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Marine ammonia-oxidising archaea and bacteria occupy distinct iron and copper niches

Abstract:

Ammonia oxidation by archaea and bacteria (AOA and AOB), is the first step of nitrification in the oceans. As AOA have an ammonium affinity 200-fold higher than AOB isolates, the chemical niche allowing AOB to persist in the oligotrophic ocean remains unclear. Here we show that marine isolates, Nitrosopumilus maritimus strain SCM1 (AOA) and Nitrosococcus oceani strain C-107 (AOB) have contrasting physiologies in response to the trace metals iron (Fe) and copper (Cu), holding potential implica...

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Publication status:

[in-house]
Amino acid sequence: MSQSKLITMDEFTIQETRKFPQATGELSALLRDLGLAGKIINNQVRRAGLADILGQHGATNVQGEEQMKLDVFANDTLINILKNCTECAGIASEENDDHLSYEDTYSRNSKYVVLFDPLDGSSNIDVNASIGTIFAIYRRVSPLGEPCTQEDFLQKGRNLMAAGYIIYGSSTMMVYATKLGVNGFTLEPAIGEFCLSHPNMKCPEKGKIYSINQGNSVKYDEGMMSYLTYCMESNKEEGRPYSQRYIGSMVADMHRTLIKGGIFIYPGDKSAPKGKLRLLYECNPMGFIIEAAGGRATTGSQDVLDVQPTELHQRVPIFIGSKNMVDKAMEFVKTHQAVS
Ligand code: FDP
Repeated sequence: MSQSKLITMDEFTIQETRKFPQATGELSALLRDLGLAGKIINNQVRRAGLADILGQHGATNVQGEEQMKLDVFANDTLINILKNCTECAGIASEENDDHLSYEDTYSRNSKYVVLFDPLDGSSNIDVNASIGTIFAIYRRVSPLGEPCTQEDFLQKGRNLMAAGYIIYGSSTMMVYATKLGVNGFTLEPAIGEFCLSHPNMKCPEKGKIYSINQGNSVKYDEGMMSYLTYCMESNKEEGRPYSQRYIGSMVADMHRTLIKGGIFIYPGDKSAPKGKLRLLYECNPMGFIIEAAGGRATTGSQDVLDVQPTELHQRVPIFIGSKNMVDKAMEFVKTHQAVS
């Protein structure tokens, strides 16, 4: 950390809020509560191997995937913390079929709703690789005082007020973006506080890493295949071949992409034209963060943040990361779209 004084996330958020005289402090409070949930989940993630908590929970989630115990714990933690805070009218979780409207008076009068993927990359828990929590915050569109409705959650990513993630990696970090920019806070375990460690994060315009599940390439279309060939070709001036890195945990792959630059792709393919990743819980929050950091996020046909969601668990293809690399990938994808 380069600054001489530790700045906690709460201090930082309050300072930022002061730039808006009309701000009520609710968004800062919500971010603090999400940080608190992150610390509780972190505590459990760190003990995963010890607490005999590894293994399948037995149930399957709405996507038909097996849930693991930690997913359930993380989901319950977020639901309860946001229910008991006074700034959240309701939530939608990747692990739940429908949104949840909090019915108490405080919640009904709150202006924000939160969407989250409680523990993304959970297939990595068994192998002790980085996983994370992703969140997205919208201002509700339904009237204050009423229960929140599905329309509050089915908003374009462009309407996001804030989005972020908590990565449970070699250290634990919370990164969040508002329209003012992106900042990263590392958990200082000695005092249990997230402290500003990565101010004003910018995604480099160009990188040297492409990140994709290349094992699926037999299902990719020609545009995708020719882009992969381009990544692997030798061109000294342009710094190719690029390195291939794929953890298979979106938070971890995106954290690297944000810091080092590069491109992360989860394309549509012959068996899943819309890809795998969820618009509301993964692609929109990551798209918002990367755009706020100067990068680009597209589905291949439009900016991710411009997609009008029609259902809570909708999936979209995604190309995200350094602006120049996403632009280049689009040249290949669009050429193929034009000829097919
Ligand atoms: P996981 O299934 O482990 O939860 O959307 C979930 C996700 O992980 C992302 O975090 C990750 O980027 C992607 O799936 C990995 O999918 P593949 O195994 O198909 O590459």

Published
Peer review status:
Peer reviewed

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Publisher copy:
10.1038/s43705-021-00001-7

Authors


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Institution:
University of Oxford
Department:
EARTH SCIENCES
Oxford college:
Oriel College
Role:
Author
ORCID:
0000-0001-5605-1198
More by this author
Role:
Author
ORCID:
0000-0002-9949-8392
More by this author
Institution:
University of Oxford
Department:
EARTH SCIENCES
Sub department:
Earth Sciences
Role:
Author
ORCID:
0000-0002-9007-8025
More by this author
Institution:
University of Oxford
Division:
MPLS
Department:
Earth Sciences
Role:
Author
More from this funder
Name:
Leverhulme Trust
Grant:
VPI-2017-0440
Publisher:
Springer Nature
Journal:
ISME Communications More from this journal
Volume:
1
Issue:
1
Article number:
1
Publication date:
2021-03-24
Acceptance date:
2021-01-06
DOI:
EISSN:
2730-6151
Language:
English
Keywords:
Pubs id:
1169792
Local pid:
pubs:1169792
Deposit date:
2021-08-19

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